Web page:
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Bench Talk for Design Engineers

Bench Talk

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Bench Talk for Design Engineers | The Official Blog of Mouser Electronics


New Tech Tuesdays: Sensor-Rich Expansion Board Brings Science Closer to Daily Life Tommy Cummings
DFRobot's Environment Science Expansion Board V2.0 is the Swiss army knife of expansion boards. It's micro:bit-based, and allows users to measure environmental conditions for scientific experiments or projects.

How AI Safety Engineering Will Transform Engineering Roman Yampolskiy
Future AI development will focus on safety and risk management throughout every part of the development process. Engineers will need AI Safety standards and account for safety in the design process, use cases, and vulnerability assessment.

STEM-ulating Learning With Analog Devices Tommy Cummings
These Analog Devices products enable students–even hobbyists–to learn more electrical engineering concepts in an interdisciplinary and applied approach while not in a classroom setting.

Halloween Frights and Delights: Engineering Horror Stories Lynnette Reese
I recently commented to a colleague that engineers either learn by “letting the smoke out” of something (breaking it) or they can learn vicariously through another’s mistakes, if the mistake is catastrophic enough. I don’t have a lot of these, but I have noticed that engineering horror stories are effective training tools and often funny.

Mouser’s STEAMy Summer: Part 1 of 3 Mike Parks
This STEAM-inspired three-article series will explore the available resources to assist you and your kids on a maker’s adventure and walk you through an embedded electronics project. We will cover the design, build, and code for the project as well as discuss how the data from the project can be useful to develop analytical and critical thinking skills.

Engineering Your Creativity David Fambrough
If you’re like many people I know, inspiration rarely comes when you’re setting at your work desk, staring at a blank wall, or aimlessly exploring cyberspace while looking at your smartphone. Here are some tips to feed your creativity, get un-stuck from mental blocks, and pursue your never-ending quest for ideas.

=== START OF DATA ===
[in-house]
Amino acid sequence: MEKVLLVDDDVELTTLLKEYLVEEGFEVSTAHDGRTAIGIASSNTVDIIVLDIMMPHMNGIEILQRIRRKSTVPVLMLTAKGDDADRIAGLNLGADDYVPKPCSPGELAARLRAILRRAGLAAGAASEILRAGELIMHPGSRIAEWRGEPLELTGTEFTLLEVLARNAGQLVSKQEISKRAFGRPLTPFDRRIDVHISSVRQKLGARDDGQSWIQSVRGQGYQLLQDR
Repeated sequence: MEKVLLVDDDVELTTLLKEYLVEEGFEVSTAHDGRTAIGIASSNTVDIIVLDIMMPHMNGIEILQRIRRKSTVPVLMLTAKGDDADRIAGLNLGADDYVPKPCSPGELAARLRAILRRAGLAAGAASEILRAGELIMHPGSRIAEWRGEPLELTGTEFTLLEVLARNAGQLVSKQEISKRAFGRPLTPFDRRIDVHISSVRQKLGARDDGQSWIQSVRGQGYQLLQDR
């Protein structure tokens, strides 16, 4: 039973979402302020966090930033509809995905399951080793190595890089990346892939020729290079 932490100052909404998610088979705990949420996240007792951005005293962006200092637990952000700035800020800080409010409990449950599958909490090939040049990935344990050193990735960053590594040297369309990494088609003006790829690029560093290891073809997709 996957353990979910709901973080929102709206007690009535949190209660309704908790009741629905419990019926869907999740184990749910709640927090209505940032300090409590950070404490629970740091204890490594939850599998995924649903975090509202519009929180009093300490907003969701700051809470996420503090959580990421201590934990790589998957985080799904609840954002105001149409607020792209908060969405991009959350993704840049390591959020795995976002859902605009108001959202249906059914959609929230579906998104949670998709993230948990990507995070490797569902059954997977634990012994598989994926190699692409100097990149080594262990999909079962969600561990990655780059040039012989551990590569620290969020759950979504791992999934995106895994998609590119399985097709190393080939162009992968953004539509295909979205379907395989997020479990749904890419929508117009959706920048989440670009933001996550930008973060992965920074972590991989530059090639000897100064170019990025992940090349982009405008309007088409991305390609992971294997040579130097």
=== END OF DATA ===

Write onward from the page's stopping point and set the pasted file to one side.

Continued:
Making Art with Engineering Benjamin Miller
This past semester I took an embedded systems course where my lab partner and I had to design a video game system, from the game software to the controls. When we were finished, the breadboard we were working with was an absolute mess. I was perfectly happy with it simply working. My partner, however, insisted that we clean it up and 3D print an enclosure for it, like a true video game.

Girls and Engineering: They’re Interested, but Their Parents… Barry Manz
If you’re wondering why there are so few female engineers, you don’t have to look far for answer: Ask mom and dad. That was one of the takeaways from a study conducted by the Institution of Engineering and Technology (IET) in the U.K as part of its Engineering a Better World campaign, and reported in the IET’s Engineering and Technology magazine on March 30. The IET’s research focused on parental perceptions and their relevance to the low percentage of the UK’s female engineers (6%) and 4% of its technicians.

Triodes are Still a Hot Item in Audio Lynnette Reese
Every now and then you come across a real gem on the internet. My father was a Coast Guard electronics technician early in his career, and it’s interesting to be able to talk with my dad about electronics stuff. This morning he sent me a link to a site with old Broadcasting and Audio Engineering magazines going back to the 1920s. I look at this ad in Figure 1 from Audio Engineering of June 1949 and have to ask: “What is a Triode?” Triodes are vacuum tubes, boys and girls. Isn’t it interesting that audiophile “purists” today would buy these very tubes for a glowing, more thrilling audio experience? Admittedly, tubes are more interesting to look at than solid state.

Engineering Snobs Lynnette Reese
I try not to be a snob. Early on in my engineering career, I was taken down a peg or two after graduation. I had this shiny new degree I was ready to try out, but engineering is a lot more than academic knowledge. After a few months of working, I realized that there was a large amount that I did not know. All the subjects I took were preparing me to be an engineer. But you cannot discount the learning associated with doing.

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